Everybody needs good neighbours – don’t they?
Monica and I have recently been through the process of deciding where to live in Canberra. We discovered all sorts of resources designed to help us make that choice. Go online and you can find the socio-economic score of a neighbourhood, compare its crime statistics with nearby suburbs and see how real estate prices have appreciated or not. You can check out reviews of local cafes and calculate the travelling time from there to your place of work.
However, the most remarkable part of that whole process is that we had and have that choice at all, because for most people living at most places in most times neighbourhood wasn’t something you chose. It was chosen for you, according to the vagaries of birth and history and economics. But for those of us who live relatively affluent lives in contemporary Australia neighbouring is about the decisions we make. So even as we think about being a good neighbour the cards are already stacked in our favour, because we have neighbourhood on our own terms amongst ‘our’ kind of people.
In Luke 10:25-37 Jesus tells a well-known story about being a neighbour. It concerns three travellers who see a person in desperate need lying half-dead beside the road. Two of them, both religious leaders, see enough to cross over to the other side and remain uninvolved. The third, who is a religious outsider, sees and is moved to act with mercy and compassion. What might seem like a chance encounter is embraced as an opportunity to engage the world in a manner that reflects the character of Jesus Himself. Neighbouring here is living well amongst people who are not like us in circumstances we have not chosen. It is to see the world as God does – with a deep awareness of its needs and an open-ness to mercy and compassion.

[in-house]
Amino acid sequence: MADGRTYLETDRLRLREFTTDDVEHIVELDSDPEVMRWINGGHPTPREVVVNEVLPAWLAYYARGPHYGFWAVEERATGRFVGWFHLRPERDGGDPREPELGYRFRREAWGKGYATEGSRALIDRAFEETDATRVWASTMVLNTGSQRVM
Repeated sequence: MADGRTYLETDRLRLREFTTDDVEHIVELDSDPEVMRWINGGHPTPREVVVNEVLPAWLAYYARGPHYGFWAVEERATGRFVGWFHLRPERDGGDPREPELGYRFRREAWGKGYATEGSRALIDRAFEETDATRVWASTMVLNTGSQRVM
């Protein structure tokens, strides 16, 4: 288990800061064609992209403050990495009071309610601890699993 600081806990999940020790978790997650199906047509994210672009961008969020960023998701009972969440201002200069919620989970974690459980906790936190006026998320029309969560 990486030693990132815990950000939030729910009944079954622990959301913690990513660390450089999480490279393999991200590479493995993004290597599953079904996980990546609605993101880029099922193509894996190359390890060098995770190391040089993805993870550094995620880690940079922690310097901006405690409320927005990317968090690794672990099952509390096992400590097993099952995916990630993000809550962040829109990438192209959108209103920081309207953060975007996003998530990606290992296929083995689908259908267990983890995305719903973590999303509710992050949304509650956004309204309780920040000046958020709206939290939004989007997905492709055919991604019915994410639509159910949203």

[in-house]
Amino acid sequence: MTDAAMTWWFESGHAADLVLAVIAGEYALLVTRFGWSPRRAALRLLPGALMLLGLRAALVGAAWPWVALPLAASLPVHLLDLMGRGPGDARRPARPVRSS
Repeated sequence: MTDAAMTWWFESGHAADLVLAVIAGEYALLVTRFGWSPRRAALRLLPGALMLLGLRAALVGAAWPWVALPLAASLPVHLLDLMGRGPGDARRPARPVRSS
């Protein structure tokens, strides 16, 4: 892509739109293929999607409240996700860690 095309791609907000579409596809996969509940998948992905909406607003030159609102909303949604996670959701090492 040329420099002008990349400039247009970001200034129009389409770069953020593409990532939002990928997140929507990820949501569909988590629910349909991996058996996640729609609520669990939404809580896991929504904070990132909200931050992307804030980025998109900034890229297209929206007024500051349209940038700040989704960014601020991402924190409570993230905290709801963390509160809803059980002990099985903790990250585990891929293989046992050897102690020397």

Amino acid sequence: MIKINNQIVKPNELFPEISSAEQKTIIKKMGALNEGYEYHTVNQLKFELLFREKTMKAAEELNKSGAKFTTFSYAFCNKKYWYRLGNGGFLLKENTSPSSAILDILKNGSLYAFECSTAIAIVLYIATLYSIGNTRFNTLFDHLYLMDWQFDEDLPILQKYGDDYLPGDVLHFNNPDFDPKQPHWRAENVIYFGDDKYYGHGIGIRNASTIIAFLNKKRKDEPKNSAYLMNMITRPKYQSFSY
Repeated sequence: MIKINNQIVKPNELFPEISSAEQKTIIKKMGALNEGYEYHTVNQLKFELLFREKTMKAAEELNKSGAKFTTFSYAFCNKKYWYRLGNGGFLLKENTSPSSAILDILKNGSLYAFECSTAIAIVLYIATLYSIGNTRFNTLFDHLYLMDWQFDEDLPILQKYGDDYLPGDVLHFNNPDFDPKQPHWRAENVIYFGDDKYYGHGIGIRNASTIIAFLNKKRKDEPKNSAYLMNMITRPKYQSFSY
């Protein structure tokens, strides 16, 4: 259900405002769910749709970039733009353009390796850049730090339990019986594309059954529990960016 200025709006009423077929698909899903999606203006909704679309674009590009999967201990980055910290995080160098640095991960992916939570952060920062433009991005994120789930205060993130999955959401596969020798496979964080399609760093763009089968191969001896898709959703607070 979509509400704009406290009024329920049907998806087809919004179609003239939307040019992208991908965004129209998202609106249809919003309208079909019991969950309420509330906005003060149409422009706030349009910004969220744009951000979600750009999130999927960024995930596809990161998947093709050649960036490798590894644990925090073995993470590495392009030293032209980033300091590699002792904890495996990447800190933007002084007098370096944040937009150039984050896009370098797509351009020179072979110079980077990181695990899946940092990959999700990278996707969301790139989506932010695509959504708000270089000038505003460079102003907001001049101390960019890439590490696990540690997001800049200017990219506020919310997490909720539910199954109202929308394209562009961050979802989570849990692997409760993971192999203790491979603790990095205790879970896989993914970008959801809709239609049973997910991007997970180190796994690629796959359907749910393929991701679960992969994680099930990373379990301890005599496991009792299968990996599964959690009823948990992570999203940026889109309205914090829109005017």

What might it mean for us to be a people who see what matters to God?
Since moving to Canberra Monica and I have noticed a number of changes since we last lived here a quarter of a century ago. New suburbs have carpeted districts we remember as paddocks. The city has a light rail system. There is more high-rise development. The population is more culturally diverse.
However, one of the biggest changes we both noticed almost immediately: we see a lot more homeless people. Like the
characters in Jesus’ parable we must decide what to do with that sight. Will we cross over the road and retreat into neighbourhood on our terms? Or will we seek to be the neighbours God is calling us to be and be open to responding with mercy and compassion?
Our world desperately needs good neighbours. My hope and prayer is that as a Diocese we might see the world as God does and feel and act in the Spirit of Jesus.
By Bishop Mark Short